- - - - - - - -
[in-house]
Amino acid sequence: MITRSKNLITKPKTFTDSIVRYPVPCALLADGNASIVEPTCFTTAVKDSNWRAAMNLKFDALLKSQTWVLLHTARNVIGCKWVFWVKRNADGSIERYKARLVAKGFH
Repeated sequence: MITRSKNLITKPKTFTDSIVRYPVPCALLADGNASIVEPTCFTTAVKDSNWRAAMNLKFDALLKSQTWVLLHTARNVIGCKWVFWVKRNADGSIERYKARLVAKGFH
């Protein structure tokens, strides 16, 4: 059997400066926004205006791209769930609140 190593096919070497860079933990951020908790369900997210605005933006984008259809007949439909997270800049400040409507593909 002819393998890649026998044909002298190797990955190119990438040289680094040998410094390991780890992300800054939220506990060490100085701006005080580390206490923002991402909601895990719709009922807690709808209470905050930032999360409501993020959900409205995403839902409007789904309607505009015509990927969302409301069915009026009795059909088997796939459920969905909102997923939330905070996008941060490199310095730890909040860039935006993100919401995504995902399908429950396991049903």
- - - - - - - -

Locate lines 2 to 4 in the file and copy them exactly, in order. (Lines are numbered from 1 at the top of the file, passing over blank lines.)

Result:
Amino acid sequence: MITRSKNLITKPKTFTDSIVRYPVPCALLADGNASIVEPTCFTTAVKDSNWRAAMNLKFDALLKSQTWVLLHTARNVIGCKWVFWVKRNADGSIERYKARLVAKGFH
Repeated sequence: MITRSKNLITKPKTFTDSIVRYPVPCALLADGNASIVEPTCFTTAVKDSNWRAAMNLKFDALLKSQTWVLLHTARNVIGCKWVFWVKRNADGSIERYKARLVAKGFH
């Protein structure tokens, strides 16, 4: 059997400066926004205006791209769930609140 190593096919070497860079933990951020908790369900997210605005933006984008259809007949439909997270800049400040409507593909 002819393998890649026998044909002298190797990955190119990438040289680094040998410094390991780890992300800054939220506990060490100085701006005080580390206490923002991402909601895990719709009922807690709808209470905050930032999360409501993020959900409205995403839902409007789904309607505009015509990927969302409301069915009026009795059909088997796939459920969905909102997923939330905070996008941060490199310095730890909040860039935006993100919401995504995902399908429950396991049903």